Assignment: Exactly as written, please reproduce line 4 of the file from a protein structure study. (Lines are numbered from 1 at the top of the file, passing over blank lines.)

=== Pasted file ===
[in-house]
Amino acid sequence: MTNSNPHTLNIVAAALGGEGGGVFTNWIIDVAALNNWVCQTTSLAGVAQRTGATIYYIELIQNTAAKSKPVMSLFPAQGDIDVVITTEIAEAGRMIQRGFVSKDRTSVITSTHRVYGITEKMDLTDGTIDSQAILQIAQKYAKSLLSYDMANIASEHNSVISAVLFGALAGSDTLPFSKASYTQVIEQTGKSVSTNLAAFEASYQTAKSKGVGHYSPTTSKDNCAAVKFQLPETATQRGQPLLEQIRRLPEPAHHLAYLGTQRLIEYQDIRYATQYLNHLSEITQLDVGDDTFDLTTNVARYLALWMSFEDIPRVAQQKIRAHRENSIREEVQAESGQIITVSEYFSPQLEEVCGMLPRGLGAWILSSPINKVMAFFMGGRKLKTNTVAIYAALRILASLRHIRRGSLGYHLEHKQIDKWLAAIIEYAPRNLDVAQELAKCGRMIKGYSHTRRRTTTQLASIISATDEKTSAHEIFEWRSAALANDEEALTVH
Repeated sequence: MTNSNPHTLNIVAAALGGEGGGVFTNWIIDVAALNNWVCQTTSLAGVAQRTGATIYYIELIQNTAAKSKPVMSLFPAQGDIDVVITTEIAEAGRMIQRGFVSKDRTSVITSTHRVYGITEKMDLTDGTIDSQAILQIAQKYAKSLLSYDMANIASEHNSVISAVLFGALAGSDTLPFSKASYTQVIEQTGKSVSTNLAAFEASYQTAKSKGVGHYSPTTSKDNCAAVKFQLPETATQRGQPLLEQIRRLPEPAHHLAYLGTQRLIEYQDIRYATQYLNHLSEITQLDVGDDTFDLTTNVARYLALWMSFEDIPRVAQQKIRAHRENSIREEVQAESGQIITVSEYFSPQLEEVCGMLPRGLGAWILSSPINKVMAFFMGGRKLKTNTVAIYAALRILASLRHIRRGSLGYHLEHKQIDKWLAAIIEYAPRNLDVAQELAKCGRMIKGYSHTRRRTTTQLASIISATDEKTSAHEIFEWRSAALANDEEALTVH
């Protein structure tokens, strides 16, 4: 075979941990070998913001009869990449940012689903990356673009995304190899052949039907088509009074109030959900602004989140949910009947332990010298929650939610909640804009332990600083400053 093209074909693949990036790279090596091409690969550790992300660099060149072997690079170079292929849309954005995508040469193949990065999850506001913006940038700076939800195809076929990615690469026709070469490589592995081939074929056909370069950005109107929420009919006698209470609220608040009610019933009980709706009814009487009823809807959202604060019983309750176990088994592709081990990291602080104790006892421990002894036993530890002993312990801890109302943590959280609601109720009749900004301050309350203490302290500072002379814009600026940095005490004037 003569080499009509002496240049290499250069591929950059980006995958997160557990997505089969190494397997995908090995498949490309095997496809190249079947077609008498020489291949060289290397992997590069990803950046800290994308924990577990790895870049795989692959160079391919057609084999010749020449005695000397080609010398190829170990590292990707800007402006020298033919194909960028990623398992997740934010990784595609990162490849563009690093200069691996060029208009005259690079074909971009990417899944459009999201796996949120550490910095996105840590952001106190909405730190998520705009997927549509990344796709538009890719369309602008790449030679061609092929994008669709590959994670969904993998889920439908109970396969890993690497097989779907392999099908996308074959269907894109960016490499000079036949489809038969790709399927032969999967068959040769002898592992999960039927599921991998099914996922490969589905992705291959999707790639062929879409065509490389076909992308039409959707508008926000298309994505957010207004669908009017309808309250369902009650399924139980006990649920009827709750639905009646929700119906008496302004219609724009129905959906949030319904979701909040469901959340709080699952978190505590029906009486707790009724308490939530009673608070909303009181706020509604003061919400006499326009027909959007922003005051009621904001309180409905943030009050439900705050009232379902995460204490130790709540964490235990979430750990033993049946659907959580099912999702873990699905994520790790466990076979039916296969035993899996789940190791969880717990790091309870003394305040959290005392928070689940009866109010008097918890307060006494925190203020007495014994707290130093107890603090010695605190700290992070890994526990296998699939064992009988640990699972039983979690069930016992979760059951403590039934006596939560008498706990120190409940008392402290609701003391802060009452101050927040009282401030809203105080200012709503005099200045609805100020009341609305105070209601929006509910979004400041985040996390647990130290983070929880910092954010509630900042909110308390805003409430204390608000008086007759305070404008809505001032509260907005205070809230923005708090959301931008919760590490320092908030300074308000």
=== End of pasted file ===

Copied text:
């Protein structure tokens, strides 16, 4: 075979941990070998913001009869990449940012689903990356673009995304190899052949039907088509009074109030959900602004989140949910009947332990010298929650939610909640804009332990600083400053 093209074909693949990036790279090596091409690969550790992300660099060149072997690079170079292929849309954005995508040469193949990065999850506001913006940038700076939800195809076929990615690469026709070469490589592995081939074929056909370069950005109107929420009919006698209470609220608040009610019933009980709706009814009487009823809807959202604060019983309750176990088994592709081990990291602080104790006892421990002894036993530890002993312990801890109302943590959280609601109720009749900004301050309350203490302290500072002379814009600026940095005490004037 003569080499009509002496240049290499250069591929950059980006995958997160557990997505089969190494397997995908090995498949490309095997496809190249079947077609008498020489291949060289290397992997590069990803950046800290994308924990577990790895870049795989692959160079391919057609084999010749020449005695000397080609010398190829170990590292990707800007402006020298033919194909960028990623398992997740934010990784595609990162490849563009690093200069691996060029208009005259690079074909971009990417899944459009999201796996949120550490910095996105840590952001106190909405730190998520705009997927549509990344796709538009890719369309602008790449030679061609092929994008669709590959994670969904993998889920439908109970396969890993690497097989779907392999099908996308074959269907894109960016490499000079036949489809038969790709399927032969999967068959040769002898592992999960039927599921991998099914996922490969589905992705291959999707790639062929879409065509490389076909992308039409959707508008926000298309994505957010207004669908009017309808309250369902009650399924139980006990649920009827709750639905009646929700119906008496302004219609724009129905959906949030319904979701909040469901959340709080699952978190505590029906009486707790009724308490939530009673608070909303009181706020509604003061919400006499326009027909959007922003005051009621904001309180409905943030009050439900705050009232379902995460204490130790709540964490235990979430750990033993049946659907959580099912999702873990699905994520790790466990076979039916296969035993899996789940190791969880717990790091309870003394305040959290005392928070689940009866109010008097918890307060006494925190203020007495014994707290130093107890603090010695605190700290992070890994526990296998699939064992009988640990699972039983979690069930016992979760059951403590039934006596939560008498706990120190409940008392402290609701003391802060009452101050927040009282401030809203105080200012709503005099200045609805100020009341609305105070209601929006509910979004400041985040996390647990130290983070929880910092954010509630900042909110308390805003409430204390608000008086007759305070404008809505001032509260907005205070809230923005708090959301931008919760590490320092908030300074308000």